Wigan patients told to only use A&E or call 999 in limb or life-threatening emergency as nurses and ambulance staff go on strike

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Wigan’s chief nurse says there are “robust plans in place” to care for patients as staff take industrial action.

Members of the Royal College of Nursing are on strike at hospitals around the country on Monday and Tuesday, including those run by Wrightington, Wigan and Leigh Teaching Hospitals NHS Foundation Trust (WWL).

It coincides with staff at North West Ambulance Service (NWAS) taking strike action in their pay dispute.

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Nurses on the picket line outside Wigan Infirmary last monthNurses on the picket line outside Wigan Infirmary last month
Nurses on the picket line outside Wigan Infirmary last month

But people in Wigan are being urged to still seek medical care if they need it, with hospital staff focusing on “essential life and limb services”, such as A&E, maternity, emergency theatres, intensive care, chemotherapy and dialysis.

WWL’s chief nurse Rabina Tindale said: “We fully respect the rights of union members to take part in industrial action recommended by their trade union, and, just like previous days of industrial action, patient safety will continue to remain our top priority.

“While some services will be disrupted by the strike action, we have a great number of staff who will continue to help run key areas, such as our A&E, maternity, ICU and cancer services, who must be thanked for maintaining theses services under immense pressure.

“WWL will continue to work with our partner organisations within the Wigan borough and Greater Manchester to ensure the least amount of disruption to our services as possible, but we must ask the public for their help once more, by choosing the most appropriate services available to them, and by avoiding our emergency department in Wigan unless it is for a life or limb-threatening emergency.”

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The strike action comes just days after the trust declared a “critical incident” for the second time this winter, due to a high number of patients at A&E and delays in discharging those on wards.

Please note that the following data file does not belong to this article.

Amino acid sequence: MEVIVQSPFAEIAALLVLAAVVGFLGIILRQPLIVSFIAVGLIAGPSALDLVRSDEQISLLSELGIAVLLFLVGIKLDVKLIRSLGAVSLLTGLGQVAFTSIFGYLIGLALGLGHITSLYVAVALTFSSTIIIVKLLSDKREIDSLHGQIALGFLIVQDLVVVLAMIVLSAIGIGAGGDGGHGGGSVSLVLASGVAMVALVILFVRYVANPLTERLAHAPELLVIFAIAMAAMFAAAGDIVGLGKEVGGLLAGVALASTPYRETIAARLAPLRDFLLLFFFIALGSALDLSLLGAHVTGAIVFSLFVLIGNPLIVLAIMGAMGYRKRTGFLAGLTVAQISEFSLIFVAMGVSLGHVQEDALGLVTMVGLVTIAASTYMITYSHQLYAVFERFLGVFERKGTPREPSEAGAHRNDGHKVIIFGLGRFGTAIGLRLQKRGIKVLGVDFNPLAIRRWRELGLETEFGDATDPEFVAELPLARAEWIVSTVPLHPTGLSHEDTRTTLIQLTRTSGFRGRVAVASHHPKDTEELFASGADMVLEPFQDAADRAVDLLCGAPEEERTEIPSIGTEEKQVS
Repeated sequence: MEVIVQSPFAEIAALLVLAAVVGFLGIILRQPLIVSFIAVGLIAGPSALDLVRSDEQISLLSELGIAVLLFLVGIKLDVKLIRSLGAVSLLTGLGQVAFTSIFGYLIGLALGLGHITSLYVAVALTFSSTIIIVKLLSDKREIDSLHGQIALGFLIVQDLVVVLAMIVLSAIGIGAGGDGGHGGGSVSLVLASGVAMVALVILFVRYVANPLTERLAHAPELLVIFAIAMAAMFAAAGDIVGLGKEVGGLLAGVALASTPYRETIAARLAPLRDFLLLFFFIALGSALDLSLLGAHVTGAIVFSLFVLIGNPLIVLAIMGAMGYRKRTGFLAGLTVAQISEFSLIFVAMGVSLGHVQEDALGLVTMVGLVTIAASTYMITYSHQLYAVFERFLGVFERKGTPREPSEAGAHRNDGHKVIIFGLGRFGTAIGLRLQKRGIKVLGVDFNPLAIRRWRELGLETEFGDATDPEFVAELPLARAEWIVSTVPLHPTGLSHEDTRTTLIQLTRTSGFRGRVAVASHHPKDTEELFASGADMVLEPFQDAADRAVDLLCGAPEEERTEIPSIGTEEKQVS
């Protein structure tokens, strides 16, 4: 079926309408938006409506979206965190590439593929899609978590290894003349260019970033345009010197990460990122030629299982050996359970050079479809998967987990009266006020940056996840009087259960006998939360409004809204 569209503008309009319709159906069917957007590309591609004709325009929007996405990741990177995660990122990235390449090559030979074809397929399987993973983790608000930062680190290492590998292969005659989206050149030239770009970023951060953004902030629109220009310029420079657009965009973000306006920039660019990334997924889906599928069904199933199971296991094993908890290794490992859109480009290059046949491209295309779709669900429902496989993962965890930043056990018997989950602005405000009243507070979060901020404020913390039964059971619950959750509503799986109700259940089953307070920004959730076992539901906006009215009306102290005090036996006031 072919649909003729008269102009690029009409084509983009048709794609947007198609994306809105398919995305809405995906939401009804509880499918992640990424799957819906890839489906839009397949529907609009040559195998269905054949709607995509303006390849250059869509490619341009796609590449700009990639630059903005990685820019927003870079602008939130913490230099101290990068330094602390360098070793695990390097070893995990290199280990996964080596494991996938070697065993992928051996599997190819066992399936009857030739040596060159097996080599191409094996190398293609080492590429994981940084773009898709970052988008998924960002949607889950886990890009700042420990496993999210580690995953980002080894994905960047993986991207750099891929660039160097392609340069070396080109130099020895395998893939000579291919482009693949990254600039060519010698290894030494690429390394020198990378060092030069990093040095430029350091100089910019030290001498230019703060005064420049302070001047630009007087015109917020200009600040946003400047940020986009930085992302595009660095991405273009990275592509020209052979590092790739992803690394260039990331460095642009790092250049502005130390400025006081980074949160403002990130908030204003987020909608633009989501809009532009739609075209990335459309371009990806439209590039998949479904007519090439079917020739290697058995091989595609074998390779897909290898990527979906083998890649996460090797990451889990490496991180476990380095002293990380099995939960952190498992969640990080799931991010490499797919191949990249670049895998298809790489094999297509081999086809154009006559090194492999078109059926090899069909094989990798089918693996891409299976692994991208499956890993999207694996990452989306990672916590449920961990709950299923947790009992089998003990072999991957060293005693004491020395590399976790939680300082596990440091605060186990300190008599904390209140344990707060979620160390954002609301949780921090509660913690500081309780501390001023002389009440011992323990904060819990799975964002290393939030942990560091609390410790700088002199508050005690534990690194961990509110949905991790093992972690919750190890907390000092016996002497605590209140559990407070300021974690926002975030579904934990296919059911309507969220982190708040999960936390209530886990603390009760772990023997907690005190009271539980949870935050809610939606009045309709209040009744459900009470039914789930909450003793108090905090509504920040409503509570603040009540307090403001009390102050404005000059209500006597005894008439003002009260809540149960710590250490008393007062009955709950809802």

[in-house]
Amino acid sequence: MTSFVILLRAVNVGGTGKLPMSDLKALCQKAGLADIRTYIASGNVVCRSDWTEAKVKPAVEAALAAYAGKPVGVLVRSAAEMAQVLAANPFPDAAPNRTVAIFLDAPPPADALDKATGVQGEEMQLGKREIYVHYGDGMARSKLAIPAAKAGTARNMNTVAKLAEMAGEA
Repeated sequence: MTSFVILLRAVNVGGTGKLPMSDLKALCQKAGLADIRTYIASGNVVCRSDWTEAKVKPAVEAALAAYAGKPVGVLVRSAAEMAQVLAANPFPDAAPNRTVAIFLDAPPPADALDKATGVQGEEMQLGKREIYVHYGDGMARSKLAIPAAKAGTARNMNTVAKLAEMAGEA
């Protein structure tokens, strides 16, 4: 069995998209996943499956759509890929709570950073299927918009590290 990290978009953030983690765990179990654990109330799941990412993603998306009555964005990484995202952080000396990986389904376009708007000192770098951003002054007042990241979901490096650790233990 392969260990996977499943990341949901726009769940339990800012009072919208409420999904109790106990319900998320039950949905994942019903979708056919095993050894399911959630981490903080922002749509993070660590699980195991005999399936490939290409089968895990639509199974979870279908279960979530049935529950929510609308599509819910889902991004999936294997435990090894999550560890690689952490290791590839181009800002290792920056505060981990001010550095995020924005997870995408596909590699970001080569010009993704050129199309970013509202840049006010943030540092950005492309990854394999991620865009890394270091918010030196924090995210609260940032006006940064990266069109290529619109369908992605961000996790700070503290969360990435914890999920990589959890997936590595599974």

Ms Tindale added: “We would also encourage our community to help us by being on hand to collect loved ones as soon as they’re well enough to return to their normal place of residence.”

Patients with appointments today and tomorrow are asked to attend as normal, unless they are contacted to advise otherwise.

While the opening hours at the urgent treatment centres in Wigan and Leigh were reduced last month during industrial action, they will be open as usual this time.

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NWAS also urged people to only seek emergency care in life or limb-threatening circumstances and warned they could be asked to make their own way to hospital, such as by taxi, if an ambulance is not available.

A spokesman said: “Our 999 call handlers are very busy today during strike action. Our NHS 111 call centres also have fewer staff which means our response times for people calling are longer. We want you to continue to ring 999 in a situation where there is a life-threatening injury or illness. However, we are urging anyone with non-urgent care needs to please first seek help from NHS 111 online.

“If you have already called 999 to request an ambulance, please only call back if your condition has worsened or to cancel the ambulance. Repeatedly calling 999 can block phone lines for other emergencies.”